Bookburners Listen-a-Long #2: Anywhere But Here by Brian Francis Slattery

Bookburners: Season One: Episode 2: Anywhere But Here
by Brian Francis Slattery
read by Xe Sands for Serial Box

[Missed Episode 1? The pilot episode is still free, and at under 90 minutes each it’s a breeze to catch up!]

Well, I’m again late late with the listen-a-long recap, as Episode 3 (“Fair Weather”, by Margaret Dunlap) has been out since Tuesday. With Episode #2 we see Bookburners HQ at the Vatican (“Looks a little Satanic for around here, doesn’t it?”), meet a new team member, and ride along for Sal’s first official mission with the Societas Librorum Occultorum.

Coming into the seven-sided-star-themed headquarters, Sal meets the very friendly Archivist Asanti and gets a mini-tour and an abridged history lesson, from which we learn some pretty interesting stuff, such as that there is a magical “Orb” which alerts the Order to magical events, and that there are currently three teams, and… that there used to be a Team Four: Research & Development, peeling back the veil of magic, peeking under the hood, and rummaging around to see what happens when you rummage around in there. Summary: Not Good. Not Good At All.

Also in the “not good” category: the creepy vibes coming off of the exorcists from Team Two.

Also not good? Sal’s brother, Perry, is still comatose, IV drips and electrode monitoring and not particularly hopeful, though somehow the Order has been able to move him to a hospital room in its own headquarters as well. He’s the reason Sal’s here: not just to do her part to fight this strange new evil she’s learning about, but to actively hunt in the only domain likely, however unlikely that may still be, to contain something that can help him.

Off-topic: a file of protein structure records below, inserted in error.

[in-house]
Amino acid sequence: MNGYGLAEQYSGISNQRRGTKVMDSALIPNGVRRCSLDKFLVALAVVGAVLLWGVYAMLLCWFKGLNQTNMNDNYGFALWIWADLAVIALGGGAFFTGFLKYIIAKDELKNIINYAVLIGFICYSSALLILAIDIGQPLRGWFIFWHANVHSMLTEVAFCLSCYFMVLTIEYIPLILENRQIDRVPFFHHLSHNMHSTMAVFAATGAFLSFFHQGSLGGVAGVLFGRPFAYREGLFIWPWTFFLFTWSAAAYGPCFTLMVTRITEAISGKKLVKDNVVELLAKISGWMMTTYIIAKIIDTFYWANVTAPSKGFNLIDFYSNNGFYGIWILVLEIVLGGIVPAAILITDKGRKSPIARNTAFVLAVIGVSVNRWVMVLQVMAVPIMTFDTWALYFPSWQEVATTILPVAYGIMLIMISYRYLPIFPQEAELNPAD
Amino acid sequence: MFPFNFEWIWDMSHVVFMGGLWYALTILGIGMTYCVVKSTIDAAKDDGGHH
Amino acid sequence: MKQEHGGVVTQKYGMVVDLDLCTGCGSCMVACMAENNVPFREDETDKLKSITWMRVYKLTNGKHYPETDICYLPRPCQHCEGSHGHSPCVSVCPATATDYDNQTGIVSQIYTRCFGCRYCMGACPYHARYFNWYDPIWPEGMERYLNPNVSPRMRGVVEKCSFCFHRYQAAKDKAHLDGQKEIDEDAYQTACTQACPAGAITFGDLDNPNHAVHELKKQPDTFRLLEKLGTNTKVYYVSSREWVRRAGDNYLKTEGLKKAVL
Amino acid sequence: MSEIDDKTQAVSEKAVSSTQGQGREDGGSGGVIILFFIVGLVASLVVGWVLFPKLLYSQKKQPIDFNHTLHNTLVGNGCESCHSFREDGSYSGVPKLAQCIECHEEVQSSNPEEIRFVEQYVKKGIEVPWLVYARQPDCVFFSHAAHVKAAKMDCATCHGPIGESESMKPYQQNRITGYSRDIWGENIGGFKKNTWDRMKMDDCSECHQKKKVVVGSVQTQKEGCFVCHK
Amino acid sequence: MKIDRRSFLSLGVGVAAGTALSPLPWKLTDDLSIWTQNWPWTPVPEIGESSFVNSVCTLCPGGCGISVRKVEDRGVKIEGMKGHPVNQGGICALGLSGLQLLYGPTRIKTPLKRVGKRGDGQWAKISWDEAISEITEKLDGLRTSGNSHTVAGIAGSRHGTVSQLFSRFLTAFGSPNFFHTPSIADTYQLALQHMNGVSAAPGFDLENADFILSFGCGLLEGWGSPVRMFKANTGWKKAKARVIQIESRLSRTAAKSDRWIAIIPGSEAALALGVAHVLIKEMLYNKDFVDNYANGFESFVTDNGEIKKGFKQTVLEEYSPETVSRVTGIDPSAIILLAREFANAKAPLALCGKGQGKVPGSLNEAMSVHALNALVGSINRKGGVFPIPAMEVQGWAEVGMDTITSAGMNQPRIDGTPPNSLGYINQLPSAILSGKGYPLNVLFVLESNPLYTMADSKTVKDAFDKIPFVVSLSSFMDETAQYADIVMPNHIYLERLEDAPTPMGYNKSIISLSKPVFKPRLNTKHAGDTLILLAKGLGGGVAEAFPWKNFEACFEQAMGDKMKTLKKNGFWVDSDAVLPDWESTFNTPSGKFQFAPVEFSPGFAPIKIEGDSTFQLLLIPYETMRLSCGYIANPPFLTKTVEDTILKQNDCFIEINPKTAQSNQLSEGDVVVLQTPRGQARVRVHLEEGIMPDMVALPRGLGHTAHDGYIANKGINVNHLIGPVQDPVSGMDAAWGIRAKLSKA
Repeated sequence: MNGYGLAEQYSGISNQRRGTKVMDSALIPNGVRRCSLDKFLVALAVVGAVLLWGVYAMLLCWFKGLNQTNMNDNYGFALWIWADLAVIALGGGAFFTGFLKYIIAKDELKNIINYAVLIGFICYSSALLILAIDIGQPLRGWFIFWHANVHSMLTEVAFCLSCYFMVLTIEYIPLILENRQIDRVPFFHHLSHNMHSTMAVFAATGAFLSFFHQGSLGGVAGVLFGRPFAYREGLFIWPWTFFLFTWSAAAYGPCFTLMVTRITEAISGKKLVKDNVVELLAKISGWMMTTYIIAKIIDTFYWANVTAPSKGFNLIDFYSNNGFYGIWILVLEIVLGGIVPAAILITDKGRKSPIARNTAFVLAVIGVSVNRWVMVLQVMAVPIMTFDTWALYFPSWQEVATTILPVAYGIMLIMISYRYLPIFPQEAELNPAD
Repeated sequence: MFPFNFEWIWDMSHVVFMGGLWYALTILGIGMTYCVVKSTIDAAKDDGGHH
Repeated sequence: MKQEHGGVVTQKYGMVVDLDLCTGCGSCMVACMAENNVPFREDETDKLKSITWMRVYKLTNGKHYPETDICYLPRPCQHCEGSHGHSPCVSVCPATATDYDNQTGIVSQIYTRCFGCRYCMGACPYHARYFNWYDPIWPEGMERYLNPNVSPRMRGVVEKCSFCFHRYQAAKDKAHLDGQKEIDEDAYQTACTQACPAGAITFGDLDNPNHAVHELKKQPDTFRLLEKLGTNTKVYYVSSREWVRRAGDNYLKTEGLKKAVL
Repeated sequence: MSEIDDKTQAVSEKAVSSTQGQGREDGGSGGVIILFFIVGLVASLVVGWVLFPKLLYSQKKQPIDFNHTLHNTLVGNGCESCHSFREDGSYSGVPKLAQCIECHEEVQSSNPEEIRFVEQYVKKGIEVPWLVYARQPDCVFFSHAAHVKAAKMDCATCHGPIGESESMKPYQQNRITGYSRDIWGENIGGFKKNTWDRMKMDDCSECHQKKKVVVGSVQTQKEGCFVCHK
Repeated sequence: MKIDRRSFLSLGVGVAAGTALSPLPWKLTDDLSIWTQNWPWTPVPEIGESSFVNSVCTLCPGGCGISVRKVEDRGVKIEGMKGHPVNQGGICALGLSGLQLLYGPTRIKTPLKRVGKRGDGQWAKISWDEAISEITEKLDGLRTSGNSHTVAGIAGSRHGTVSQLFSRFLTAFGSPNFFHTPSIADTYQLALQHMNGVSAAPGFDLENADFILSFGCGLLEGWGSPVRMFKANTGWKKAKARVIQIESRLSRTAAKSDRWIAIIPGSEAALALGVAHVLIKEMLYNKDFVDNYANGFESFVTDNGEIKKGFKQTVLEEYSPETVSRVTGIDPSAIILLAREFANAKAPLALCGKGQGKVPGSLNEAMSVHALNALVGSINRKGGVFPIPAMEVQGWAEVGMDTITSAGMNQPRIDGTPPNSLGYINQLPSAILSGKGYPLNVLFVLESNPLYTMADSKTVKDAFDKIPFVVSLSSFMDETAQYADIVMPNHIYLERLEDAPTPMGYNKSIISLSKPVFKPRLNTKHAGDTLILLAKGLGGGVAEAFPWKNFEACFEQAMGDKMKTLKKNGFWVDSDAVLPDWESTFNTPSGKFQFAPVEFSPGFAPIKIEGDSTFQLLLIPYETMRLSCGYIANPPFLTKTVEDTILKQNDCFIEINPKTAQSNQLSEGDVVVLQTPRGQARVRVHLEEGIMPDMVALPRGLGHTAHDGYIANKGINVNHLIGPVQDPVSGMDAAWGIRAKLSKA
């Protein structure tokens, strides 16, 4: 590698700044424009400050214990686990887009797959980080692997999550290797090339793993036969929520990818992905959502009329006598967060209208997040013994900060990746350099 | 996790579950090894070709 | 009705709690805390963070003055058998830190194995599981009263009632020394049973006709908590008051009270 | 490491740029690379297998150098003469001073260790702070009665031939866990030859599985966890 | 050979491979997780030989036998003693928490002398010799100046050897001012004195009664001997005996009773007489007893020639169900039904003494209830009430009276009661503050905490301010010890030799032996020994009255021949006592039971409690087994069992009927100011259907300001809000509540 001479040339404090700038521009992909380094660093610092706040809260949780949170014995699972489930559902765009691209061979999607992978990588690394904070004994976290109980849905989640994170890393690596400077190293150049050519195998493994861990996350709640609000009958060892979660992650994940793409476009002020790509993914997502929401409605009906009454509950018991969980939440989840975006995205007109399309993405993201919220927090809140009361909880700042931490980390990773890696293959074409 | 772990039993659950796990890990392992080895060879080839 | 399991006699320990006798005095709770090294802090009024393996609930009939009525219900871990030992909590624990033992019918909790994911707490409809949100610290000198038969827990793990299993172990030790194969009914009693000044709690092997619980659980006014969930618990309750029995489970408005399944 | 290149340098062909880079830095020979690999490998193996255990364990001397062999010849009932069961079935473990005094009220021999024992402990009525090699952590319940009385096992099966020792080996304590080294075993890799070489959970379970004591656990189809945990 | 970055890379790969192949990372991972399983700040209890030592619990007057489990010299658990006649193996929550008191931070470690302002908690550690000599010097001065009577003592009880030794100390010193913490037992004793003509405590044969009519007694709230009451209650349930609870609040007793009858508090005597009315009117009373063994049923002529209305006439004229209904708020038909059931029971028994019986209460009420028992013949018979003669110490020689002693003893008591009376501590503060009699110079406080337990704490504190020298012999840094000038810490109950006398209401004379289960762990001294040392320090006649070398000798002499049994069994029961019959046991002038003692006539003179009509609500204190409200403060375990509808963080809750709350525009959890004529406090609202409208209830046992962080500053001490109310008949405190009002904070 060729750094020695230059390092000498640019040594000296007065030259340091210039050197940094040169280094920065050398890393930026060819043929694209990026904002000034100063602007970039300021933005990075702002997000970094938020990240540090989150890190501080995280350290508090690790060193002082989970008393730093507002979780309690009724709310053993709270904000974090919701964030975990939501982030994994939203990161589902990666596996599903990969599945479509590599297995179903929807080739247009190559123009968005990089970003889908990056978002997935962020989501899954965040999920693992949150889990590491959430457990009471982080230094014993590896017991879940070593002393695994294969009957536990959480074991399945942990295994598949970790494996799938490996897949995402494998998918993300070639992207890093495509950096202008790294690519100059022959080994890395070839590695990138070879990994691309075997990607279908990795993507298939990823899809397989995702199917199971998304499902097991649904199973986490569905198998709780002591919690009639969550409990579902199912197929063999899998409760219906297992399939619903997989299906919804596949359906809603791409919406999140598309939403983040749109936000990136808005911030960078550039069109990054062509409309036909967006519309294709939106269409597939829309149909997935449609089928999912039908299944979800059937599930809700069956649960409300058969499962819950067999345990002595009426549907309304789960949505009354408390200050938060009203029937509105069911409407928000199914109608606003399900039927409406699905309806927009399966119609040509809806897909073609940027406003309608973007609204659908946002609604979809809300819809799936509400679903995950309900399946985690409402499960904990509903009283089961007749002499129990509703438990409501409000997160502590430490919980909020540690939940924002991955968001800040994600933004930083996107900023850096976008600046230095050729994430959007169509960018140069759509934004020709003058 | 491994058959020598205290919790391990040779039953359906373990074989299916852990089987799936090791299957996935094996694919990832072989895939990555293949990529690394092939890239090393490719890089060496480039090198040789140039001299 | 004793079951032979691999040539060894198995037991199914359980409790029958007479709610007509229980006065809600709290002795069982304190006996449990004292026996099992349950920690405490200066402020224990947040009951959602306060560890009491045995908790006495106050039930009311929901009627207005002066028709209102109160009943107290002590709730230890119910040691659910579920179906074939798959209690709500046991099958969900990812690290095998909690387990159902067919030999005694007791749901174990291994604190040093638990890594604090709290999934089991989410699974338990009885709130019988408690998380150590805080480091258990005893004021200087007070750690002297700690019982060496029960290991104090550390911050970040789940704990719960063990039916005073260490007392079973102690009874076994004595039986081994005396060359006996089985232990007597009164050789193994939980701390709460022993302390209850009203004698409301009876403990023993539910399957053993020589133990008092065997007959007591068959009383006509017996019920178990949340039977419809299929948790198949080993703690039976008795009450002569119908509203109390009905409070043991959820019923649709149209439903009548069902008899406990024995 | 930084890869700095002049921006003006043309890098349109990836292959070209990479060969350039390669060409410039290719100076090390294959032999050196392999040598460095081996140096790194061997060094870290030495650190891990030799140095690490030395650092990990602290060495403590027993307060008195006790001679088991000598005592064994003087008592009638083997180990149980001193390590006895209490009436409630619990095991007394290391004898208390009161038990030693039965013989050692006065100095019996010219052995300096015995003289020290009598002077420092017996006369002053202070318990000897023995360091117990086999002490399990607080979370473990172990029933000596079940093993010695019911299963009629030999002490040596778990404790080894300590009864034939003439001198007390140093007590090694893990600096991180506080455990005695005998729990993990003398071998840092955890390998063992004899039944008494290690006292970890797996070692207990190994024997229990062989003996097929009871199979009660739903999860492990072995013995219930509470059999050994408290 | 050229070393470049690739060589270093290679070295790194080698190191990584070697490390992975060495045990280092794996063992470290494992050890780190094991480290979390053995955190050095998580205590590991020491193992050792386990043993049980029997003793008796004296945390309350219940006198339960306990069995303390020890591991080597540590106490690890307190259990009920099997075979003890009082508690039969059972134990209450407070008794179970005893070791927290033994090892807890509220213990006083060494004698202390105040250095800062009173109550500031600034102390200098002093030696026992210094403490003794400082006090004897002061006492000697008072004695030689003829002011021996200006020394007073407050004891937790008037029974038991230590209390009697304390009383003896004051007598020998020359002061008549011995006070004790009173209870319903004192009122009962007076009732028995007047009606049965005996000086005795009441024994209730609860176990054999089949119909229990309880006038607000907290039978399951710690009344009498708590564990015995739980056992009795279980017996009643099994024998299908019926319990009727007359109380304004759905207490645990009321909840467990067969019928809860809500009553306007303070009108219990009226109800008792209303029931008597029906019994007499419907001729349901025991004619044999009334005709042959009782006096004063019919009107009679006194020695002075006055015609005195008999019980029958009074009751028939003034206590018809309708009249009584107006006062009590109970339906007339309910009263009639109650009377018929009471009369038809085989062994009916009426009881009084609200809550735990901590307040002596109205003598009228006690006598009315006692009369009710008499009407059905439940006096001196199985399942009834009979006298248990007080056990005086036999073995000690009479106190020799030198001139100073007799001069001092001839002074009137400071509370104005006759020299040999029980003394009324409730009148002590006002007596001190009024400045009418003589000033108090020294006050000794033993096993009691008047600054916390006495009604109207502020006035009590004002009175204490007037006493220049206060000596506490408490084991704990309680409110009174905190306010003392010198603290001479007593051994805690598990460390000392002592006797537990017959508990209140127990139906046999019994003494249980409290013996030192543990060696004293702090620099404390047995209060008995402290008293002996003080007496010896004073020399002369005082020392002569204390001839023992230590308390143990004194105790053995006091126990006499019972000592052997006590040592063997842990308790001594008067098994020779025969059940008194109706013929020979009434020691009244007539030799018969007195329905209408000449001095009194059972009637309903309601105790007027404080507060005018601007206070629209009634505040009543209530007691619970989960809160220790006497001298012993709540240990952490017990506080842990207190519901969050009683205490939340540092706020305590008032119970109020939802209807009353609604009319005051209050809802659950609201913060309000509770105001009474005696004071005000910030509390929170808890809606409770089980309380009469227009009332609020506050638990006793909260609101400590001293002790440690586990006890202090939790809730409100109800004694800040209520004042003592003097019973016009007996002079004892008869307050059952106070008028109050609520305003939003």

In Max Gladstone’s pilot (“Badge, Book, and Candle”) we spent the entire episode in Sal’s close third person point of view; with “Anywhere But Here” Slattery begins with two sizable scenes with Sal, but then cuts from point of view to point of view with short, well-paced scenes, not only within the Order but also without, as, of course, like Chekhov’s Gun, the Orb, once introduced, must sound its alarm, and so it’s off to Madrid and to Gabriel, manager of a decaying movie theater in the process of closing its doors, that Slattery sends us.

Cleaning out the shelves of old films in the basement, Gabriel finds a book. A very old book. (You see where this is going?) He takes the book back to his apartment, opens it, and Unspeakable Evil pours fourth… only it doesn’t. Not all Very Old Magical Books (VOMBs, yeah I just made that up, I think it’s an acronym that’s going to come in handy throughout this series) are possessed by entities as power-hungry and evil as The Hand from the Liber Manus of episode one. The book Gabriel finds happens to simply make all of his dreams come true, and give him fantastic adventures, all while he sits, head buried in its pages, in his apartment.